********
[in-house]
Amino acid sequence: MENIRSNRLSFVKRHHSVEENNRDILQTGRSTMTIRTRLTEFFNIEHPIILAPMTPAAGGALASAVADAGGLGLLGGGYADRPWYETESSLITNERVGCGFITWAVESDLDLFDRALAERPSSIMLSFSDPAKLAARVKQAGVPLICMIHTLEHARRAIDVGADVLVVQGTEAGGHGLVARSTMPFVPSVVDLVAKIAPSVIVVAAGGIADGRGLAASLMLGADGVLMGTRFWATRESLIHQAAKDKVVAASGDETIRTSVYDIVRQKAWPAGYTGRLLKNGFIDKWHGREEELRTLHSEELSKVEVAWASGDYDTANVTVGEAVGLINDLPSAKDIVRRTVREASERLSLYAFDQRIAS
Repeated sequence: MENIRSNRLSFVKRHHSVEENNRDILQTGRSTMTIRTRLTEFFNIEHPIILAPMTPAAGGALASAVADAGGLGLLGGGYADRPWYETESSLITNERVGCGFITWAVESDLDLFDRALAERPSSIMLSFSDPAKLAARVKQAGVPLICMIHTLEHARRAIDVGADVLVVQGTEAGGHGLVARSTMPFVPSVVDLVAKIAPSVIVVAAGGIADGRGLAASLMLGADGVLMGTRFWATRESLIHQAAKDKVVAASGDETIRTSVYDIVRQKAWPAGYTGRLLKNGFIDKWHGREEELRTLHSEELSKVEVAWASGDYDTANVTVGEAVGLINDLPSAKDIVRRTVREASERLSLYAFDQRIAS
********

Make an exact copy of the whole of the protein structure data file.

[in-house]
Amino acid sequence: MENIRSNRLSFVKRHHSVEENNRDILQTGRSTMTIRTRLTEFFNIEHPIILAPMTPAAGGALASAVADAGGLGLLGGGYADRPWYETESSLITNERVGCGFITWAVESDLDLFDRALAERPSSIMLSFSDPAKLAARVKQAGVPLICMIHTLEHARRAIDVGADVLVVQGTEAGGHGLVARSTMPFVPSVVDLVAKIAPSVIVVAAGGIADGRGLAASLMLGADGVLMGTRFWATRESLIHQAAKDKVVAASGDETIRTSVYDIVRQKAWPAGYTGRLLKNGFIDKWHGREEELRTLHSEELSKVEVAWASGDYDTANVTVGEAVGLINDLPSAKDIVRRTVREASERLSLYAFDQRIAS
Repeated sequence: MENIRSNRLSFVKRHHSVEENNRDILQTGRSTMTIRTRLTEFFNIEHPIILAPMTPAAGGALASAVADAGGLGLLGGGYADRPWYETESSLITNERVGCGFITWAVESDLDLFDRALAERPSSIMLSFSDPAKLAARVKQAGVPLICMIHTLEHARRAIDVGADVLVVQGTEAGGHGLVARSTMPFVPSVVDLVAKIAPSVIVVAAGGIADGRGLAASLMLGADGVLMGTRFWATRESLIHQAAKDKVVAASGDETIRTSVYDIVRQKAWPAGYTGRLLKNGFIDKWHGREEELRTLHSEELSKVEVAWASGDYDTANVTVGEAVGLINDLPSAKDIVRRTVREASERLSLYAFDQRIAS